'I looked into the light. I saw it go out. I was blind': Businessman Derek Snell shares remarkable journey after losing sight in surgery
A businessman who lost his sight 19 years ago following complications during surgery to improve it, speaks to Dan Russell about his experiences.
ACCORDING to his consultant, the sequence of events which led to Derek Snell going totally blind happens to one in five million.
Fifteen years after losing the sight in his right eye following an operation, Derek's left eye stopped working on November 24, 1993 – apparently because of an operating theatre infection.
He explained: "There is a history of cataracts in my family, my father Walter was a professional gardener and he had his taken off when he was 24-years-old, he had to wear thick glasses but he could still see. In 1977 it got to the point where I needed to have my cataracts removed.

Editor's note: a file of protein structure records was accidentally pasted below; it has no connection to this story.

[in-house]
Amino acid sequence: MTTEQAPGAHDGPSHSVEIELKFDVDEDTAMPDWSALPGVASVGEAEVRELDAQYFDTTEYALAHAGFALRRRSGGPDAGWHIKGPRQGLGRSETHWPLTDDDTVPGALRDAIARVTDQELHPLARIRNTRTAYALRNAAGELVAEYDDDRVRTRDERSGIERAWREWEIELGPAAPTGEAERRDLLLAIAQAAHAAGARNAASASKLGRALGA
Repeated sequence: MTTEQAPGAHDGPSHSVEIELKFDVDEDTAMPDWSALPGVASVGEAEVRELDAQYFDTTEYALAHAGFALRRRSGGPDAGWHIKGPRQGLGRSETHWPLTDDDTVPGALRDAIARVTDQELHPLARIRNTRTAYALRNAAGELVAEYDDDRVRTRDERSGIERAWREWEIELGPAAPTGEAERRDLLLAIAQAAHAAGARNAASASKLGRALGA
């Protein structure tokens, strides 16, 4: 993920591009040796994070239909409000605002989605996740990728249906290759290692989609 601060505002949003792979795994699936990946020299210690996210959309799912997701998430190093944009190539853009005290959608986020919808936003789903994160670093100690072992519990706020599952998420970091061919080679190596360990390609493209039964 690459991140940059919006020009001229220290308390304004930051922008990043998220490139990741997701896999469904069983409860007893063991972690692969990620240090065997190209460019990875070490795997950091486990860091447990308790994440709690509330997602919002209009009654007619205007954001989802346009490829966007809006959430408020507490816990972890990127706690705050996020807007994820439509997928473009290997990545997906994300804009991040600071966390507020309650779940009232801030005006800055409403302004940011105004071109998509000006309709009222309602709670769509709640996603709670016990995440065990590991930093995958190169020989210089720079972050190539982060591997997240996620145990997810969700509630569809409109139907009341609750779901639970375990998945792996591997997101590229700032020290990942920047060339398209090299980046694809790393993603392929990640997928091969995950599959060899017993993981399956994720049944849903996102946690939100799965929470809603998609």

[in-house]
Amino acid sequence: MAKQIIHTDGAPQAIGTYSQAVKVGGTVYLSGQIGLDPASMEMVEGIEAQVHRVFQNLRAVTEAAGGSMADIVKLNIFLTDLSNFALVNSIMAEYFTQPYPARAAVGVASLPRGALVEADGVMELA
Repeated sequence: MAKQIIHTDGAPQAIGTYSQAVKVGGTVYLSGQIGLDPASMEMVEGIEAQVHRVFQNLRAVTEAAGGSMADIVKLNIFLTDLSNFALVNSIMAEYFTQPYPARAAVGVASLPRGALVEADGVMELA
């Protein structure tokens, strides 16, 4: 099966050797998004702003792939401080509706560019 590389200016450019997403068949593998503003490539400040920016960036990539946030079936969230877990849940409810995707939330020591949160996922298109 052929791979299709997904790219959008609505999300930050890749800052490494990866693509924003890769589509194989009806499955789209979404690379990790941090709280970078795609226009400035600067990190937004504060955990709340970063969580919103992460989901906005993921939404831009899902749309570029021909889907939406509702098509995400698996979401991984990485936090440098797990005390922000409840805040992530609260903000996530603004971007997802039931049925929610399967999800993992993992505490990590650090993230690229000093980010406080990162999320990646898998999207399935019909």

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"I was on the NHS waiting list for nine months before I decided with my wife, Joyce, that I would go private.
"I was worried that if I didn't I would lose my life because I couldn't see to cross the road with confidence on my own.
"I was taken in to a private hospital on November 5, 1977, and had the operation on my left eye which is exactly what I wanted.
"My right eye was the better of the two but three months later in February 1978 I was asked to come in again which I did.
"It was a bit of a surprise that only three months later they thought I needed my other eye doing but I accepted this and went through with it."
However, Derek says the cataract was not at the correct stage to be operated on, and that all he could see when he came out of surgery was blood.
Derek, of Cleethorpes, returned home, hoping his vision would clear up but had to go to Moorfields Eye Hospital in London eight days later to see a specialist.
He underwent a five hour operation to try to repair the damage, although it was unsuccessful.
He added: "Three weeks later I was asked to go back and they removed the bandages.